TheCUBE on Cloudera: How a big-data pioneer navigated the shift to the cloud
On June 1, Cloudera Inc. announced that it’s going private after being acquired by private equity firms KKR and CD&R, but its path to the $5.3 billion acquisition was long and winding.
Founded in 2008, Cloudera delivers an enterprise data cloud platform in a variety of applications, built entirely on open-source technology. As an early frontrunner in the big data market, Cloudera faced disruption when big-data analysis proved to be filled with unpredictable hardships.
Still, after gobbling up one rival, Hortonworks Inc., in 2019 and seeing another, MapR Technologies Inc. get acquired by Hewlett Packard Enterprise Co. the same year, Cloudera found a way to contend with the struggles of big data to help customers process data at the network edge.
Since 2011, theCUBE began reporting on Cloudera’s presence in enterprise tech, with Cloudera becoming an early supporter of theCUBE as it and SiliconANGLE closely reported both its successes and its struggles. Here’s a look at theCUBE’s coverage outlining Cloudera’s most significant milestones.
TheCUBE’s and SiliconANGLE’s coverage of Cloudera started in early 2011 at Hadoop World 2011. In this 2011 video, Amr Awadallah (pictured, left), co-founder and chief technology officer and of Cloudera, explains the early competition Cloudera faced, specifically with Hortonworks — a rivalry that ended amicably with a merger in 2019. In the early days of Cloudera, funding began flowing in for the company’s groundbreaking approach as a big data cloud platform.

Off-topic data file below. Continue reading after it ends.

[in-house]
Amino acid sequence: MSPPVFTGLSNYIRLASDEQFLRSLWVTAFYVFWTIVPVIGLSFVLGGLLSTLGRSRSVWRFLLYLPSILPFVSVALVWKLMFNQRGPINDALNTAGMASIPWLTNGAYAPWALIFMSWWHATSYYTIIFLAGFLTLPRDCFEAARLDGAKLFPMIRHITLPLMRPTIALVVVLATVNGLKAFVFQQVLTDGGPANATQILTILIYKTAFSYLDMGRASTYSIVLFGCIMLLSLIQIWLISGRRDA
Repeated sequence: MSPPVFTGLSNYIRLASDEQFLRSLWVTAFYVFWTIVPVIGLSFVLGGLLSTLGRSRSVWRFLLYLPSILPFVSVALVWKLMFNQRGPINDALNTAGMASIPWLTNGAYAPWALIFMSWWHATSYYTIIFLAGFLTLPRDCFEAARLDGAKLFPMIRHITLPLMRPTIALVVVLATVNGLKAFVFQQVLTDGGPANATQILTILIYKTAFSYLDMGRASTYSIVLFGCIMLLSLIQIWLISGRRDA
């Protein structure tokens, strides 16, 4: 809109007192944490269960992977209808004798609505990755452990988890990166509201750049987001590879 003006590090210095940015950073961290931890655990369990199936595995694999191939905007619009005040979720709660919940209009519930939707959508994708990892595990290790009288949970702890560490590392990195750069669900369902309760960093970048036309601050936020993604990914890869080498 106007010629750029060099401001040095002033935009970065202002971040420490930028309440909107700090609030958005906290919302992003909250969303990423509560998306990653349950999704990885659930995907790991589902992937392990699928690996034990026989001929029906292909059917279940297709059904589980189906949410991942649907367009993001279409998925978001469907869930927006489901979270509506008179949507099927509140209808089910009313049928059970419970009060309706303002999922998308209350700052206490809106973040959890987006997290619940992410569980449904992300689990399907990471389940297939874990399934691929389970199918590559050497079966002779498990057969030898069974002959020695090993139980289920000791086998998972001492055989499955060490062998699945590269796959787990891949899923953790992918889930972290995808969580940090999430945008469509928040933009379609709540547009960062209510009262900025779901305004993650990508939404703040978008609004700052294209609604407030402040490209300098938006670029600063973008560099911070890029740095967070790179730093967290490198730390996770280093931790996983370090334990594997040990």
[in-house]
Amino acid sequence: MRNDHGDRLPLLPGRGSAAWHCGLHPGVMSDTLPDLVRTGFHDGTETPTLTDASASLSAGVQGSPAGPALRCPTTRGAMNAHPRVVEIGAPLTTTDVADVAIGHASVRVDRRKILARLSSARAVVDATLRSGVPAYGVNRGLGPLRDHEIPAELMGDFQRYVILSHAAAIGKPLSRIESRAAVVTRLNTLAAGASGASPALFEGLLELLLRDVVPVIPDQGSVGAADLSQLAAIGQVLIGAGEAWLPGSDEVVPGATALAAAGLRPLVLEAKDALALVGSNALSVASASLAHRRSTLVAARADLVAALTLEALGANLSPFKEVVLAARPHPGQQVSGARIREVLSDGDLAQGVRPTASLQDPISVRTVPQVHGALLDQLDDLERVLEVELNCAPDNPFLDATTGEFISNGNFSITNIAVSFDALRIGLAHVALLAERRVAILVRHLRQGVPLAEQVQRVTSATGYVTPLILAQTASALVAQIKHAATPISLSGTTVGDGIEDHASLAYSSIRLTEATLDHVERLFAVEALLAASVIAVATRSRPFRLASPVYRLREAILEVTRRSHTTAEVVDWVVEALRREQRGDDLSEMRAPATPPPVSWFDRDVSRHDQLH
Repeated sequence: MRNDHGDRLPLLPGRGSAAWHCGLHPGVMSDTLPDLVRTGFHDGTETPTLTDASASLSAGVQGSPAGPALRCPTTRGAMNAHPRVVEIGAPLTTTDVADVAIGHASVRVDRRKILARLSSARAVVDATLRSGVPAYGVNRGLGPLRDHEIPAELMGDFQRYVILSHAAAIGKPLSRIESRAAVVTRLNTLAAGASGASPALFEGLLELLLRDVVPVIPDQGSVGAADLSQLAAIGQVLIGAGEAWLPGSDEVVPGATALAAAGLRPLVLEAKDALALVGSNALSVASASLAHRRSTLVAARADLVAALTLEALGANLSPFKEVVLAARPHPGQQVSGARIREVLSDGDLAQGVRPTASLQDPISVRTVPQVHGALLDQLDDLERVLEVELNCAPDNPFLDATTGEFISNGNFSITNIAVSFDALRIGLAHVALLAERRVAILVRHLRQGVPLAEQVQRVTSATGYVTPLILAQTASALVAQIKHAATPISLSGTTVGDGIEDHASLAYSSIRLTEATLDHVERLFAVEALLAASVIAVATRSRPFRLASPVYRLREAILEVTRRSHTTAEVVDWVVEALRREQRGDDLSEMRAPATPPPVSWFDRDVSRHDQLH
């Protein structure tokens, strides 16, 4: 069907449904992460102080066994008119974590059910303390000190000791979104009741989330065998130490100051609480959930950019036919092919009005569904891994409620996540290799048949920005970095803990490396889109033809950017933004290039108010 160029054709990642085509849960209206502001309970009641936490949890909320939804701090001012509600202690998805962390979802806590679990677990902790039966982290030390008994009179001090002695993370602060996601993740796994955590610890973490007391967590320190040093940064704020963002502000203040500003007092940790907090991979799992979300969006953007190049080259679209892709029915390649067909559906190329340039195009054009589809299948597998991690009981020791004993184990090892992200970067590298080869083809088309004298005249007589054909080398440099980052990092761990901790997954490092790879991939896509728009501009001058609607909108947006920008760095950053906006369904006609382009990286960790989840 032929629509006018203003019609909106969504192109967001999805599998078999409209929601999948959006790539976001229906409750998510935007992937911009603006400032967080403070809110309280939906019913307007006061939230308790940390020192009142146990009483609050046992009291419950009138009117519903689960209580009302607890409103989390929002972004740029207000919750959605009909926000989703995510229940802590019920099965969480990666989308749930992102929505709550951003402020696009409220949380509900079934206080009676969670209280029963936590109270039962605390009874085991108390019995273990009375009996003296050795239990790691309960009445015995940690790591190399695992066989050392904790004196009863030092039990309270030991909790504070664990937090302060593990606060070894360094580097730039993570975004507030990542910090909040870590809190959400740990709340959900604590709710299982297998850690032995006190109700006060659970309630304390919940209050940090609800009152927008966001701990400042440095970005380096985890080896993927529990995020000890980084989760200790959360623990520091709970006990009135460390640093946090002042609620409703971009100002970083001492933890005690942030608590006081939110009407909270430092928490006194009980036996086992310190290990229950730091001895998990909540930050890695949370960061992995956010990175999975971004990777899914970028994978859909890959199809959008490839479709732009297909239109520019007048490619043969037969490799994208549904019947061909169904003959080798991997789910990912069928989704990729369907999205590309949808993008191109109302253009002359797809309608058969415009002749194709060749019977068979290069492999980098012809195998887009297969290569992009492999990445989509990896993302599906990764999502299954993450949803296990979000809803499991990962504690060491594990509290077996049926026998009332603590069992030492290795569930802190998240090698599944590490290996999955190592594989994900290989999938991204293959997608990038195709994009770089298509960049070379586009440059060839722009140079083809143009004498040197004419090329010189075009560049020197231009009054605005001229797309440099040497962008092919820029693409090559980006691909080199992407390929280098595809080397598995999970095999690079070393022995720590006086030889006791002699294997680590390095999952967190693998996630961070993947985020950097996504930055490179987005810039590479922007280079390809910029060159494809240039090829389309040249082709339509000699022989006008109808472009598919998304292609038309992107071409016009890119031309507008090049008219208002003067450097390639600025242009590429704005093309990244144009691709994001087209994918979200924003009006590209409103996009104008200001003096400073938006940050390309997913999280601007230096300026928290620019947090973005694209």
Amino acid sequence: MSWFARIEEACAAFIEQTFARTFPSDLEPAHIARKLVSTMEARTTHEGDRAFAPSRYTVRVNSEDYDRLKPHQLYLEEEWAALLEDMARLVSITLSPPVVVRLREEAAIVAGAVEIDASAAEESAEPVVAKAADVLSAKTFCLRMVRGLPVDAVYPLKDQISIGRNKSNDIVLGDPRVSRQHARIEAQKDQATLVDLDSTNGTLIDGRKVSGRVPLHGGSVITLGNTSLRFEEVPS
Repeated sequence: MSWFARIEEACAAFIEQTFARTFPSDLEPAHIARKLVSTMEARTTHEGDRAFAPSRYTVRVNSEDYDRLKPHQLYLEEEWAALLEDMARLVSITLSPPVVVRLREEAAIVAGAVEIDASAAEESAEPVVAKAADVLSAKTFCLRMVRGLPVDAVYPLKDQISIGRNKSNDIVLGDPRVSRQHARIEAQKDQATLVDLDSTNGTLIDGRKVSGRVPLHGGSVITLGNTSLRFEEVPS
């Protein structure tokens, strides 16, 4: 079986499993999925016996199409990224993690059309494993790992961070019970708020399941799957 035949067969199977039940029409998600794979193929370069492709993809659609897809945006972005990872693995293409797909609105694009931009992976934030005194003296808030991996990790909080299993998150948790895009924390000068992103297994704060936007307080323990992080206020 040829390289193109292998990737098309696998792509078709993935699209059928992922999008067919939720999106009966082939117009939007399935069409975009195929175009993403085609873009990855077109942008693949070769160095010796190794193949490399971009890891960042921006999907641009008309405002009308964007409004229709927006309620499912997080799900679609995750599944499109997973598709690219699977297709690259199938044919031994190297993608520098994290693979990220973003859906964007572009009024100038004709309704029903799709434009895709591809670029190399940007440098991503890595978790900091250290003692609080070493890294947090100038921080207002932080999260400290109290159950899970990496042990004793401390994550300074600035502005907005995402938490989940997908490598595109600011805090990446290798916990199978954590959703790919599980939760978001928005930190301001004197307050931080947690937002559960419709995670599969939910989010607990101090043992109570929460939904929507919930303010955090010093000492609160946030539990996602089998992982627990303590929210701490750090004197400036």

Here’s the two-part interview with Awadallah:
In 2013, theCUBE interviewed Tim Stevens, vice president of business and corporate development at Cloudera, along with Sanjay Marimahdaiah, strategy and product development solutions at Hewlett-Packard Inc. This interview dives into the customer-motivated partnership with HP and Cloudera, intending to make data processing more cost-effective and make enterprising easier.
Here’s the full interview with Stevens and Marimahdaiah:
However, in the late 2010s, Hadoop adopters began abandoning the platform as saving data on a storage disk was no longer a cost-effective data storage solution. As the cloud became more and more viable, Cloudera was faced with the challenge of adapting to the changing nature of enterprising and adjusting to the new cloud era. In this March 2018 video, Wikibon’s Peter Burris examined how Cloudera’s Hadoop-based big data analytics was a recipe for a low-growth legacy business.
Here’s Burris’ full analysis:
These unprecedented hardships continued as Cloudera CEO Tom Reilly retired in June 2019 after missing revenue expectations, replaced by Martin Cole, former chairman of the board. The market had spoken, it had evolved and it saw no reason to spend money on open-source software that only a handful of professionally trained people could effectively use. However, in 2020, Cloudera named former Hortonworks CEO Rob Bearden to its top job, and with it came a pivot in the company’s strategy.
With the pandemic rapidly changing the landscape of enterprising, Cloudera seized the opportunity to bring big data up to speed. In November 2020, theCUBE interviewed Tom Deane, senior director of product management at Cloudera, and Abhinav Joshi, global product marketing leader of the OpenShift Kubernetes Platform at Red Hat Inc., about their plans to help the world adapt to a post-COVID landscape.
Here’s the full interview with Tom Deane and Abhinav Joshi:
Today, Cloudera is looking to take advantage of relationships with other organizations to make big-data processing easier for users everywhere. In December 2020, during AWS re:Invent 2020, theCUBE spoke with Ram Venkatesh, vice president of engineering at Cloudera. In this interview, Venkatesh outlines the partnership between Cloudera and AWS aimed at helping organizations in acquiring data assets.
Here’s the full interview with Venkatesh:
There’s much more of SiliconANGLE and theCUBE’s coverage of Cloudera and the enterprise tech market.
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